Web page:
141015-cnmc-hills-foglia-chair-001Children’s National installed Dr. Nobuyuki Ishibashi as the inaugural Foglia-Hills Professor in Pediatric Cardiac Research on Oct. 15. As director of the Cardiac Surgery Research Laboratory at Children’s National, Dr. Ishibashi is studying neurodevelopmental impairment in children with congenital heart disease. He has fostered a collaborative relationship between cardiac surgery and neuroscience to develop treatment strategies that minimize neurodevelopmental disability associated with CHD.

“This moment would not be possible without the generosity of four very special people,” said Toni Verstandig, chair of the Children’s Hospital Foundation Board. “They are Vince and Pat Foglia and Paul and Barbie Hills. For their deep commitment to the children we serve, we offer our heartfelt thanks.”

In 1971 business partners and friends Vince Foglia and Paul Hills co-founded Sage Products, which provides prevention products to hospitals worldwide. Foglia was moved to contribute to Children’s National in support of Paul Baier, Hills’ grandson and the son of Amy and Bret Baier. Over the past seven years, Paul has endured three open heart surgeries, seven angioplasties, and pyloric stenosis surgery.

“I am honored and humbled to carry the Foglia and Hills names in my work,” Dr. Ishibashi said. “We will define new standards of care that maximize intellectual development and reduce or eliminate neurological injuries in children with congenital heart disease,” he said.

Bear Hugs: Engaging Families to Create a More Comforting Experience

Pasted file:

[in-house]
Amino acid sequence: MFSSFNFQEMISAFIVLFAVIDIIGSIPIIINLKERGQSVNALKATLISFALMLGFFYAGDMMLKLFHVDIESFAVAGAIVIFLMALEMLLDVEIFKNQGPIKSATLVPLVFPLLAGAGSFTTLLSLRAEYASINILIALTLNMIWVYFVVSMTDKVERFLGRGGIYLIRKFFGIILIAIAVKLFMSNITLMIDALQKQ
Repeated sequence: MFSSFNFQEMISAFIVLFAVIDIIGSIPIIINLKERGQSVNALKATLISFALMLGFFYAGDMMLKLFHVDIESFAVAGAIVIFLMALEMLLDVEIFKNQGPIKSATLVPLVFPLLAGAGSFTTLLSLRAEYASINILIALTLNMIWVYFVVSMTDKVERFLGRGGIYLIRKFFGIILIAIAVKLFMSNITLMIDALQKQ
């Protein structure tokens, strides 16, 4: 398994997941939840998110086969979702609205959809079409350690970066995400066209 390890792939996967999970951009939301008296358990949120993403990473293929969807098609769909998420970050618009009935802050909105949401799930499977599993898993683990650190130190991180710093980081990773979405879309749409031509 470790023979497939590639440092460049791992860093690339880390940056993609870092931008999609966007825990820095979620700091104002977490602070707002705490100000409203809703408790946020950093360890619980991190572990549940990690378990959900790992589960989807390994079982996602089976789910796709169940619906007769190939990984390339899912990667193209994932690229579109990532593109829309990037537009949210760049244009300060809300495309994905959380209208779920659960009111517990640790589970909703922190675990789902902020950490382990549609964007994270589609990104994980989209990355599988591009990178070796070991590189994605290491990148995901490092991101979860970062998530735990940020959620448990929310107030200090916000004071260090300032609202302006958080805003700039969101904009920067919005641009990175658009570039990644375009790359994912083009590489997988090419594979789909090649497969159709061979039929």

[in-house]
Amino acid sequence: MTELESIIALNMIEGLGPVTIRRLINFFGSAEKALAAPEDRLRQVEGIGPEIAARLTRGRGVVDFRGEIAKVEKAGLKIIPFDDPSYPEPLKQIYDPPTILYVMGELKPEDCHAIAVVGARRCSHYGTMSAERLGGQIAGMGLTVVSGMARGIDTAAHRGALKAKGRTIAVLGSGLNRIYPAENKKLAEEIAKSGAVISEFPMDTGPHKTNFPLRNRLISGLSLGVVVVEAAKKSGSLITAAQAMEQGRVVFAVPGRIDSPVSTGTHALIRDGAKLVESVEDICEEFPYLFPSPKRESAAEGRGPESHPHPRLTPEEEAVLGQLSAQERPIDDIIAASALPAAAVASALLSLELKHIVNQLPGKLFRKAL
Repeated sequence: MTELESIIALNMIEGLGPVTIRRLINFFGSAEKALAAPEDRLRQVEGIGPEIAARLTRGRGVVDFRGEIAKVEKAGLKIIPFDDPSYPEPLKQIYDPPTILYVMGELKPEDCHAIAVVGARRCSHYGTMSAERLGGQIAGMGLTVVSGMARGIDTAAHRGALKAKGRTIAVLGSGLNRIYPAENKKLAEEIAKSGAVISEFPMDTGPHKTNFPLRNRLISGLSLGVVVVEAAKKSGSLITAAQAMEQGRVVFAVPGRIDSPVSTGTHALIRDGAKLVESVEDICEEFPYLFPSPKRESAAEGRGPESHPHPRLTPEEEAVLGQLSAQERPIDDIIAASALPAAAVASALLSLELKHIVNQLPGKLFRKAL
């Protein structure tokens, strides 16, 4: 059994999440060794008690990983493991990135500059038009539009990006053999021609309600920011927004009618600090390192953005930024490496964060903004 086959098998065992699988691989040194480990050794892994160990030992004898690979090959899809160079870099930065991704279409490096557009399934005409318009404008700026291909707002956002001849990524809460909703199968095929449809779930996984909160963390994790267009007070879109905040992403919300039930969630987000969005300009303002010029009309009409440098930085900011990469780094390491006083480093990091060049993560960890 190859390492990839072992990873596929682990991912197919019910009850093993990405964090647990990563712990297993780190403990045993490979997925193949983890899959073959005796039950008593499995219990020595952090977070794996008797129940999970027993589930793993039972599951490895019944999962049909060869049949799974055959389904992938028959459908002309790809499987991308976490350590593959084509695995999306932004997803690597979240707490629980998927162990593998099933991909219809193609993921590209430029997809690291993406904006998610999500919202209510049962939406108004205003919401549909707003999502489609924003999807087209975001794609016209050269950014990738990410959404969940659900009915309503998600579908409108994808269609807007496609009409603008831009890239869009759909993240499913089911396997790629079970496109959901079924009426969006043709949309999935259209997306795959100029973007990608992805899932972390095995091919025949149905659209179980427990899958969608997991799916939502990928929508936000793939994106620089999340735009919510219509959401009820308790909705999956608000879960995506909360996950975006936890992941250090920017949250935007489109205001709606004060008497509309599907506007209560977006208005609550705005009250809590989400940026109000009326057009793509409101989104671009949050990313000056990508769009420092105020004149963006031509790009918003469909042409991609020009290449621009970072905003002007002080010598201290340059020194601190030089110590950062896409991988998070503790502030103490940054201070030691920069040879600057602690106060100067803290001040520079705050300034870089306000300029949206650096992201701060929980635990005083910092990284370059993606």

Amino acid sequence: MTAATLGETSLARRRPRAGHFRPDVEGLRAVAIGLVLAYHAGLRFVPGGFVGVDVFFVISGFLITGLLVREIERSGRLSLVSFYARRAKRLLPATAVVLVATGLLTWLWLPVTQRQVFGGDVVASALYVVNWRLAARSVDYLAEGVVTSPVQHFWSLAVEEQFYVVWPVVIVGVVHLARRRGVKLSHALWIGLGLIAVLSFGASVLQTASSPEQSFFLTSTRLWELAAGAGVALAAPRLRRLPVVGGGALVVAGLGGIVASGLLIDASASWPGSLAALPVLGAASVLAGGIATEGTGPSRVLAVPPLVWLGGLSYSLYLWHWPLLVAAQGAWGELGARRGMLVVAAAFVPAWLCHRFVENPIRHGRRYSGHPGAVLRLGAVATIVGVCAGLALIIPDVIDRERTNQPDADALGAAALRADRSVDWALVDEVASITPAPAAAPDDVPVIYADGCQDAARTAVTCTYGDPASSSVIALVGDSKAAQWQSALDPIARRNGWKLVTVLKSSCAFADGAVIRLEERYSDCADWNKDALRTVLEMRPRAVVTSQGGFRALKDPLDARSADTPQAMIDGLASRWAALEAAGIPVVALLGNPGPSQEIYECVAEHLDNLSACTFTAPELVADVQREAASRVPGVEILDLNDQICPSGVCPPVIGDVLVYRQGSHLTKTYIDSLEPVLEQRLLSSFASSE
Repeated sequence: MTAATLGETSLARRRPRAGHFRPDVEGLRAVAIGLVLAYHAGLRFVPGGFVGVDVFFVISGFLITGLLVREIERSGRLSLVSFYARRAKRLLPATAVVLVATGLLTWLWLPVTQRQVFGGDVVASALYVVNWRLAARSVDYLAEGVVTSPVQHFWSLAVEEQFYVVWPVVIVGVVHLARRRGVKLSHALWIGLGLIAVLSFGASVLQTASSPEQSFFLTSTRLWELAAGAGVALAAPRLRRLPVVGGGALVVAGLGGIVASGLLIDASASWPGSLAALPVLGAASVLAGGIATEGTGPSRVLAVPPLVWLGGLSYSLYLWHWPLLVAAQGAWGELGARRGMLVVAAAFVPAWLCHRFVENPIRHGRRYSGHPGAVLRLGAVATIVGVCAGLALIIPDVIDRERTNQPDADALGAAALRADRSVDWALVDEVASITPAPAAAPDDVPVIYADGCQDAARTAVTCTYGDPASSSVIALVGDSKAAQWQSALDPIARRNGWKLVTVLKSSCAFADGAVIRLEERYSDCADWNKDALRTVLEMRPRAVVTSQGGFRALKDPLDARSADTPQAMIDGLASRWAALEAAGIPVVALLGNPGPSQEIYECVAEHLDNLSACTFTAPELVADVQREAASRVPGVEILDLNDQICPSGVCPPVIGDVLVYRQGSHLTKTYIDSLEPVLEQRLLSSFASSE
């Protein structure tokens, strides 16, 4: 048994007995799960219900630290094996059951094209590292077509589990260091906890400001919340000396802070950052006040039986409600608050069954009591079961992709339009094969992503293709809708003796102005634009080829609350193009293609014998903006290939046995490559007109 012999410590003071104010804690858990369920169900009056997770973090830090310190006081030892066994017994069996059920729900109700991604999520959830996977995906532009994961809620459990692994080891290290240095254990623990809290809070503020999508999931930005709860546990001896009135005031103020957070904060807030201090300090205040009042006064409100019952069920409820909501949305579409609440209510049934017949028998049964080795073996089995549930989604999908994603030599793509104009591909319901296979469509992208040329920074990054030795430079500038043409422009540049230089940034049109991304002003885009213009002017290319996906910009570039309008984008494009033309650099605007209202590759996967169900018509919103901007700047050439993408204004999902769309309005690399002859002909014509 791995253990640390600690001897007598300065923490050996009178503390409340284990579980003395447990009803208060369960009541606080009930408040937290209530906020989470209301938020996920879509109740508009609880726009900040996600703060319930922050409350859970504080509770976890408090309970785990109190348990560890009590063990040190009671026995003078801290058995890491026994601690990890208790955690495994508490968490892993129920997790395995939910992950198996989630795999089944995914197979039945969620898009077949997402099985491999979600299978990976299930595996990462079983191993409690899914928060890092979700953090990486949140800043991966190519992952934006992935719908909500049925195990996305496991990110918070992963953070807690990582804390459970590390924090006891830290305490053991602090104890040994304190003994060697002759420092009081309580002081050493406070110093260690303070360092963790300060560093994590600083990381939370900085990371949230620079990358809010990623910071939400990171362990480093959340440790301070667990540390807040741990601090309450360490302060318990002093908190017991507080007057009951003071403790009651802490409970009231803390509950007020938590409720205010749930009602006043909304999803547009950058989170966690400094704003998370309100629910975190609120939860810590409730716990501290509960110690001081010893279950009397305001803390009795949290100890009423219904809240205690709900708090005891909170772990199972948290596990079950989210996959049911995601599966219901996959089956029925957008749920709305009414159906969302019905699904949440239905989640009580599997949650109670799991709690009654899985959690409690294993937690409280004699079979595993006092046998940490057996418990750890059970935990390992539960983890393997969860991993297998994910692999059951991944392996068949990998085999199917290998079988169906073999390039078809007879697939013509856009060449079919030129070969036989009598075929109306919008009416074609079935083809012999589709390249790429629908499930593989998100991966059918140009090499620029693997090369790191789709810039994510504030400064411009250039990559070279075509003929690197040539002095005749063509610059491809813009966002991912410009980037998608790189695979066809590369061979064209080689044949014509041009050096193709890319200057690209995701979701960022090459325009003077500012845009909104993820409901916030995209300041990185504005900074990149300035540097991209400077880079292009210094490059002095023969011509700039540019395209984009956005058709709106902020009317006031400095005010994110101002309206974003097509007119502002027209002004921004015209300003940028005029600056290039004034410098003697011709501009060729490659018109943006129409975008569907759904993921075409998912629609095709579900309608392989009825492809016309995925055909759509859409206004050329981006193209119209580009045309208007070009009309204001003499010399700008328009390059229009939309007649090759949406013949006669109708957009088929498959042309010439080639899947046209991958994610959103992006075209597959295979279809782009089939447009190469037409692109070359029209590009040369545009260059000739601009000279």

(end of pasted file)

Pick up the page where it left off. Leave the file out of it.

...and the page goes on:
DSC_0281With the help of philanthropic support, Children’s National’s child life team and nurses have raised the bar on how we care for kids. Some routine medical procedures— having blood drawn, an IV inserted, or nearly anything involving needles—can be scary to children no matter how brave they are. At these times when they must remain still, kids would rather be hugged than restrained. Parents are taught to perform Bear Hugs Comfort Hold, which calm and relax children facing even the most difficult procedures.

Not only do they help the child get through stressful moments, Bear Hugs also bring parents and family members into the medical process. It is a natural fit, according to Terry Spearman, Child Life Services Manager at Children’s National. In the past, parents often did not want to be associated with the pain their child was experiencing. Now, parents are welcomed and invited by health-care providers to be directly engaged in a comforting way with their child during these procedures.

When a parent uses a Bear Hug, it is much more reassuring and comforting since Mom or Dad is someone well known, trusted, and loved who is helping to keep the child still. The child and parent have more control over the experience with the use of a Comfort Hold, and the child experiences less emotional trauma. A Children’s National staff member and parent says this about the difference Bear Hugs made with her child during treatment:

“Using Bear Hugs with my daughter, who was 13 months old at the time, made all the difference in her comfort during the procedure. She appeared more relaxed by having me hold her while also being in a position that was good for staff. I felt empowered and a part of her care in a way that was second nature to me, just holding my baby. I will never forget that experience.”